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Sunday, July 29, 2007

Ship shape!

Our ferry, “Sancta Maria”, has been badly in need of a paint. So, while the weather was fine, the community got outside to start the job.

Br Xavier ‘stops on ramp’ to remove some rust.

It’s a big job, and must be taken a bit at a time. We’re concentrating on the front for now.
-Don't worry Brother, it's only primer!

Br. Magdala Maria, C.SS.R. removing rust…


Thursday, July 19, 2007

Saint Servanus, Bishop, Confessor and „Apostle of the Orcadians” 432 AD

  • His life is found in the Acta Sanctorum, by the Bollandists. His feast day is on 1st July. He is mentioned by many old authors, including Hector Boethius, Fordonus, Joannes Major, Polydorus Virgilius and Leslaeus.

  • The Scottish author Camerarius relates:
    “St. Servanus, bishop and confessor, and apostle to the Orcadians, was born in Scotland of virtuous parents, and was sent to be educated as a monk in the monastery of Culross, … [Later,] he helped to spread the Gospel with St. Palladius, who had been sent by Pope Celestine to the Scots before the year 431 to root out the Pelagian heresy. Nor did he cease his labours that the Orcadians, at that time not as yet Christians, should be united to the Catholic Church. And so he was sent to the Orkneys by Saint Palladius; although the voyage was very difficult, he did not fear the rough sea. Upon his arrival, he discovered that the people had been perverted by the error of heresy. And so Servanus, frequently celebrating Holy Mass to draw down upon himself the blessings of God, began to work for the salvation of souls, firstly by devoting himself to corporal works of mercy. He visited the prisoners and rendered aid to those oppressed by want; nor did he fail to preach to the nobles and to speak privately with them. And the Lord was always with him, and confirmed his words by signs and miracles. By these and similar works of apostolic charity, Servanus came to be known far and wide, so that he was even called the Apostle of the Orcadians. He wrote several epistles by which it clearly appears how much Servanus was united with God. Not only did he receive, but he also overflowed with the sweetness of the divinity. His mind was illuminated by God regarding the splendour of spiritual truths, not merely sometimes, but perpetually. His charity towards his neighbour was matched only by his ardent desire to be martyred for the love of Christ.”

Monday, July 16, 2007

Work at the potato field

Rev. Fr Anthony Mary, C.SS.R. prepares the ground to receive this years potatoes

Everyone must help if the weeds are to be kept under control in the potato field.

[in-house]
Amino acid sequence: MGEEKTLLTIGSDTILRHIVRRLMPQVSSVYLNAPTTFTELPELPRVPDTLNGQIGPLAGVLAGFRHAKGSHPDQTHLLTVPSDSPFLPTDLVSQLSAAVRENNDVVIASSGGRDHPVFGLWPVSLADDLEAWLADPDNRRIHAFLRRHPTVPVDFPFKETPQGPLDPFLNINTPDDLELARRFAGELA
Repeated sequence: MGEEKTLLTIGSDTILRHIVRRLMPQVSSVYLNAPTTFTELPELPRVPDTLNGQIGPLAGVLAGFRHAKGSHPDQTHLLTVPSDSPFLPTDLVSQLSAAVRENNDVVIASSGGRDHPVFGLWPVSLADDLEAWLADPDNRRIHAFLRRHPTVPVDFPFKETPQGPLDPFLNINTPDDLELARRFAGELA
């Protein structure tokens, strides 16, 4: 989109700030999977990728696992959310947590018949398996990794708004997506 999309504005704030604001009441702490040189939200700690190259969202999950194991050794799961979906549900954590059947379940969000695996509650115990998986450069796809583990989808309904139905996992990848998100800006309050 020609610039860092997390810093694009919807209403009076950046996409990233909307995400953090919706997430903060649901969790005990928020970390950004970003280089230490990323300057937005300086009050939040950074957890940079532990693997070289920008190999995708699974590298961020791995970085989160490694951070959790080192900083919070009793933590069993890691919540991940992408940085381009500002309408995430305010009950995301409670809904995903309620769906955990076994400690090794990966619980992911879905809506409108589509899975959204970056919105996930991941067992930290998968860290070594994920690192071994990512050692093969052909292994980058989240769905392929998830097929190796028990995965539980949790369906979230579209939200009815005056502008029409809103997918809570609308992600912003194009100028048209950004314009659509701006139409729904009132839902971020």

Put your backs into it! Confreres bend over the rows of potatoes seeking every last unwanted plant.

Sunday, July 15, 2007

Many roads lead to Papa Stronsay!

Rev. Fr Paul Morgan of the SSPX was able to come from Wimbledon to spend a few days with us on Papa Stronsay. Here Rev Father is exploring Papa Stronsay territorial waters on the kayak, kindly provided by one of our parishioners.

Here, the community gathers on the pier to see him off on his journey home.

At the beginning of the month Brian Enright, the older brother of our Br. Matthew was able to visit the monastery on Papa Stronsay!
Dr Pierre and Madam Michelle Savi, parents of our Br Louis Marie, C.SS.R., traveled from Perpignian, France to spend a few weeks with us in Orkney!

Monday, July 09, 2007

Martyrs of England

Today we celebrate the feast of Sts. John Fisher and Thomas More. Two great and outstanding names amongst the heroes of the Catholic faith against the foul heresy of Protestantism, which tore poor England apart.

St. John Fisher was born in 1469 at Beverly. He was chaplain to Henry VIII’s mother and chancellor of Cambridge University, before being made bishop of Rochester in 1504. He was created Cardinal by Pope Paul III. Fisher was imprisoned in the tower of London for refusing to support Henry VIII’s divorce, and well as his claim to the title of ‘Supreme Head of the Church in England’. He ascended the scaffold on June 22nd 1535. His last words, which have been fittingly incorporated into the Alleluia of today’s Mass were taken from St. John’s Gospel: “This is eternal life that they may know Thee, the only true God, and Jesus Christ, whom Thou hast sent”. After uttering these words, he was beheaded.
St Thomas More was born in London on February 7th, 1478. He had at first considered a religious vocation with the Carthusians, but discovered that it was not his vocation, and married. Although his first wife died in childbirth he married, again, and soon found favour with the King, Henry VIII. As a result he began to rise high in the royal court, until, despite his opposition to the King’s divorce, he was made High Chancellor of England in 1527. He resigned the post in 1532, and on April 17th, 1534, he was imprisoned in the Tower of London for refusing to sigh the Oath of Supremacy naming King Henry VIII Supreme Head of the Church in England. He heroically resisted all solicitations on the part of his family, and was found guilty of treason. After his last words “The King’s good servant, but God’s first”, he was beheaded on July 6th 1535.

Let us take courage from these to great martyrs for the faith. Who knows when, or how quickly a new persecution will begin against God’s faithful. Who knows if God will perhaps call us to prove our love for Him, and to shed our blood for His sake? Let us pray to St. John Fisher and to St. Thomas More, that they may intercede for us, that, whatever providence has in store for us, with the help of God’s Grace, and the intercession of the Blessed Virgin Mary, we may always have the strength to carry out His Divine Will to the end.

Our Lady, Queen of Martyrs, Pray for us!

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